...be is if you are trying togrow your company's social media for the first time, you're literally going to thepeople that you know and you're asking them to follow you and to interact withyour social accounts. And it's a little bit awkward to ask if you've neverdone this before, but if you don't ask, you won't get. Andthe number one skill that every entrepreneur or every person trying to build a businesshas to have is they have to be able to sell. They have tobe able to sell the idea, the concept, the vision. And ifyou can't even ask somebody to follow your social account, if you can't askthat as a as a friend, you're never going to be able to sellyour product. You're never going to be able to grow your business. You'renever going to be able to sell your company to potential new employees. You'renever going to be able to sell your company to potential new investors. Sostart getting used to asking if you want to build a business. And thekey takeaway from this section is that don't expect things to happen naturally. Youhave to take action. If you're having trouble getting momentum, don't be passive. Be Active, especially at the get go. Okay, Fifty, two, a hundred customers start to share this section of the growth cycle and acompany. Noah calls it buffet marketing. You're sharing everything, you're trying differentsocial media channels to get people involved and engage with your company, trying outyour product, going to your website, you're putting out as much content asyou can across as many different social media apply platforms as you can. You'reexperimenting, but you're not paying money yet. You're using free channels to experiment,to put out content as much as possible and you're again you're paying attention, you're observing, you're seeing which channels work the best. You're seeing whichaudiences your content or your product resonates with. Two strategies that Noah used because hedid have other businesses before he tried to grow hall dropcom is. Heshared it with his own community, his own company's community. He shared itin his newsletter. He shared it with...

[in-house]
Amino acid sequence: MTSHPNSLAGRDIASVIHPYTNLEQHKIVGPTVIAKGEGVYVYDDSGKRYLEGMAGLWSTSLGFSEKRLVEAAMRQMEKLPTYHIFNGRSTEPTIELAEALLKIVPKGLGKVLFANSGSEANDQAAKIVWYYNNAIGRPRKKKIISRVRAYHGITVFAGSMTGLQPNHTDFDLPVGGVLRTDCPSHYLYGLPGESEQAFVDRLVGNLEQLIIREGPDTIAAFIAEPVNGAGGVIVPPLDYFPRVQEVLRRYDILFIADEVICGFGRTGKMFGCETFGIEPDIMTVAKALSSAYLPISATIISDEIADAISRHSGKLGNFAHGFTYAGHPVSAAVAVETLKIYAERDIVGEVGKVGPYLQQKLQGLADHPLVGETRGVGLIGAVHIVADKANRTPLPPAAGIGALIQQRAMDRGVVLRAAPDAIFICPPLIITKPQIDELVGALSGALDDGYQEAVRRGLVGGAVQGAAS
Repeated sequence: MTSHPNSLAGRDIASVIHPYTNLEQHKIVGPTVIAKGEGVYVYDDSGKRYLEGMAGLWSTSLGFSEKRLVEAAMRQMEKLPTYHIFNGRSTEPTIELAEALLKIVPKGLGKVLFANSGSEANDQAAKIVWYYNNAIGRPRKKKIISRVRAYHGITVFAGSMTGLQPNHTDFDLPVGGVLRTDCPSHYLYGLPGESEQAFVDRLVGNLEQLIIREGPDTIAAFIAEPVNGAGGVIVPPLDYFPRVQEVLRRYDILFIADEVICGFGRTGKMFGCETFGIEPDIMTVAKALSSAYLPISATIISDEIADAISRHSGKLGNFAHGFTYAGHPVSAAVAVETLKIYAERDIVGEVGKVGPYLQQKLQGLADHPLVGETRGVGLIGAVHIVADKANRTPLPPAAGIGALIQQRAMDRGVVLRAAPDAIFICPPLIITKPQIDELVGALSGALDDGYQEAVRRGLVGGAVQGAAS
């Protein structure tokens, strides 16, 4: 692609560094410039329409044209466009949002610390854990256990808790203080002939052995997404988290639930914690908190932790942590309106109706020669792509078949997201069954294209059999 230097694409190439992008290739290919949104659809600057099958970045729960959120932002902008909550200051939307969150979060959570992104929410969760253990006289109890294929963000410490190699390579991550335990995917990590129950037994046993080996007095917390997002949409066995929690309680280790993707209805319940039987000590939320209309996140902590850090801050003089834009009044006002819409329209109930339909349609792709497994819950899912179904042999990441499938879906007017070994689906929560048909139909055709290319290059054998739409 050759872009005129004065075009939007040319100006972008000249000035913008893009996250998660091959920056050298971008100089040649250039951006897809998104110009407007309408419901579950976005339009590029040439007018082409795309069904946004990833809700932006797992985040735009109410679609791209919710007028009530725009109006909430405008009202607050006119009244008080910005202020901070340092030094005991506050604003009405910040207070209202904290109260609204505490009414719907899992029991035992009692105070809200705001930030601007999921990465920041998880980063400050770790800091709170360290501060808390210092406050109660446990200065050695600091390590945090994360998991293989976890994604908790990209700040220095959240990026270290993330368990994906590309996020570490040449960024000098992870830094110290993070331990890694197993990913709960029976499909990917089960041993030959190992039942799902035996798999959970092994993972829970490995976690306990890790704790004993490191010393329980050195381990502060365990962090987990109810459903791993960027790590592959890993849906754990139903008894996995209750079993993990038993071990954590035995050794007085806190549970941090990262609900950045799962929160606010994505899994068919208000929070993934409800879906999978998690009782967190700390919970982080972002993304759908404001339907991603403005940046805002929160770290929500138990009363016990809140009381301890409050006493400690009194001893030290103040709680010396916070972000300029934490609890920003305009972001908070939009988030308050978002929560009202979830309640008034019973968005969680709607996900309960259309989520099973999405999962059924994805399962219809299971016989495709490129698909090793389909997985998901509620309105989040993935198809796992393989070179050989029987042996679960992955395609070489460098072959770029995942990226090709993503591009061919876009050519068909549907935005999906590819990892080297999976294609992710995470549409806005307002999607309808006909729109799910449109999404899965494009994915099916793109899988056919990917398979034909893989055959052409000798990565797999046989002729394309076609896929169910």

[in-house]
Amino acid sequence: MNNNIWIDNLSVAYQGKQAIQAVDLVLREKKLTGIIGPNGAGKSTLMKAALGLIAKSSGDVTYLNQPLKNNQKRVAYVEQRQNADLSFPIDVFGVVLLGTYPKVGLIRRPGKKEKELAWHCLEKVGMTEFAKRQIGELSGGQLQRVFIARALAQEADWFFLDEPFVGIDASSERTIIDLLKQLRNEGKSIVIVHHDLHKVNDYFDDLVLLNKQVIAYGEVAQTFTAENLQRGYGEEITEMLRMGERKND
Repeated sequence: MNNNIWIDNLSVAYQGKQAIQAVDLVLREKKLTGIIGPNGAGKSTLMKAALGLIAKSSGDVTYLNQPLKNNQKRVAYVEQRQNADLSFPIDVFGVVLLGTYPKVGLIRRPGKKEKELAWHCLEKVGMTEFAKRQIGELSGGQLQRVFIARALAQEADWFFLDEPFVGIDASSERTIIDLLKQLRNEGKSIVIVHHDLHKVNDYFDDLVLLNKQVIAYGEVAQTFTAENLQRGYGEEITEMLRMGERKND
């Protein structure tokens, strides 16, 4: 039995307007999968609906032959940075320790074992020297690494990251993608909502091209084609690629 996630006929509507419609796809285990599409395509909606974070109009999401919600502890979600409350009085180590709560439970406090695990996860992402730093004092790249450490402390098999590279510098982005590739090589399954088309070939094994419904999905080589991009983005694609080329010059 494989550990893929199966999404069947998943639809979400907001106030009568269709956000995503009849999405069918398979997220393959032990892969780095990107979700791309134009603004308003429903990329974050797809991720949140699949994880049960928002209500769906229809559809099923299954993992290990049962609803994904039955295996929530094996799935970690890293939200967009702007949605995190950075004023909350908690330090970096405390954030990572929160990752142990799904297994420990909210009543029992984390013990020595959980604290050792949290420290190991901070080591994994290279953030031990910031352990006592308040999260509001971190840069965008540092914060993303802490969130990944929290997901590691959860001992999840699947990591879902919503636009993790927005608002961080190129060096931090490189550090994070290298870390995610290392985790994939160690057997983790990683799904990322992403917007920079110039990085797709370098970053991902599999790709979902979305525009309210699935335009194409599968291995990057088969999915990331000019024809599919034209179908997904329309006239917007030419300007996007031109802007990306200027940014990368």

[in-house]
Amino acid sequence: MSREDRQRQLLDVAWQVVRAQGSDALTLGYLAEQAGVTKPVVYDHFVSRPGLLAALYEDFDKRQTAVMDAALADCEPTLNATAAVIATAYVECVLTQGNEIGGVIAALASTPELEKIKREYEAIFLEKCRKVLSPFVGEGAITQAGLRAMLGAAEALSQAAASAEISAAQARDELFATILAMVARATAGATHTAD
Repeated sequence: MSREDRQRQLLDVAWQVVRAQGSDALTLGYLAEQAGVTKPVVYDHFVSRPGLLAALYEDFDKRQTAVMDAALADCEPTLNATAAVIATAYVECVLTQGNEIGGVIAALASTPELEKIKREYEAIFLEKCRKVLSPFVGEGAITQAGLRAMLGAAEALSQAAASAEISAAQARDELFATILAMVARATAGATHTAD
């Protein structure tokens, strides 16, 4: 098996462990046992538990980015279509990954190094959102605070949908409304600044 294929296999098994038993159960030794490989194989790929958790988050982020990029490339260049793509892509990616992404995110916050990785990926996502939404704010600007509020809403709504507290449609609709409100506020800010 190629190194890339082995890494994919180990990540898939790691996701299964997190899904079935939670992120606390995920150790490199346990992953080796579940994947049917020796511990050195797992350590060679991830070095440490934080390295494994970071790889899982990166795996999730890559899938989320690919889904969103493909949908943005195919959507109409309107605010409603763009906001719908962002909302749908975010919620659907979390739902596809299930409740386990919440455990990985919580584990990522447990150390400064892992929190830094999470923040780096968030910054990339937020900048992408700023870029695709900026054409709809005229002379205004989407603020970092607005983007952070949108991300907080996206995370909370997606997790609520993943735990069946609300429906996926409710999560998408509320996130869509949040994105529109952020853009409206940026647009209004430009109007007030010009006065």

...existing social media accounts, the newyou shared the information with a new company. He shared it with creators and influencers, just asking what they thought about it, if they shared it ontheir own channels. Because again, if you don't ask, then you're notgoing to get. When you're asking net new customers to share, if youare sharing yourself, if you're sharing within your community, if you're asking smallmicro creators to share with their own audiences, the worst they can say is no. So now you're not just asking for the person to sign up,you're actually asking for the person to share with their community. Now for thehundred to five hundred customers, this is a little bit more traditional product focusedmarketing and product focused growth. And when we say product focused marketing, letme explain a little bit about what that means. So there's sort of twoways that you can market a product, with product marketing or product led growth. So now that you have your first users, you have your community,you have people sharing your product. You're sharing your product. Now you wantto focus on using your product to market itself. Now, like I said, there's two ways to do that. The traditional way is to just havea great product. If you have the best product in the market, youwill attract people who will evangelize your product because it's just so damn good.So it doesn't matter to me if you're selling t shirts, you're selling workoutsupplements, you're selling software, doesn't matter. The best in class, you willhave people who will try your product, will love it so much and whowill evangelize it talk all about it. So that is product led growth whenyou just focus on building such a great product. But there's other waysto market your product as well. So, for example, if you want toactually build marketing into the product, so for a software solution, whatthat would look like is once somebody signs up, perhaps they get a freemonth if they share the product on social media, or you build in somesort of affiliate system with the product.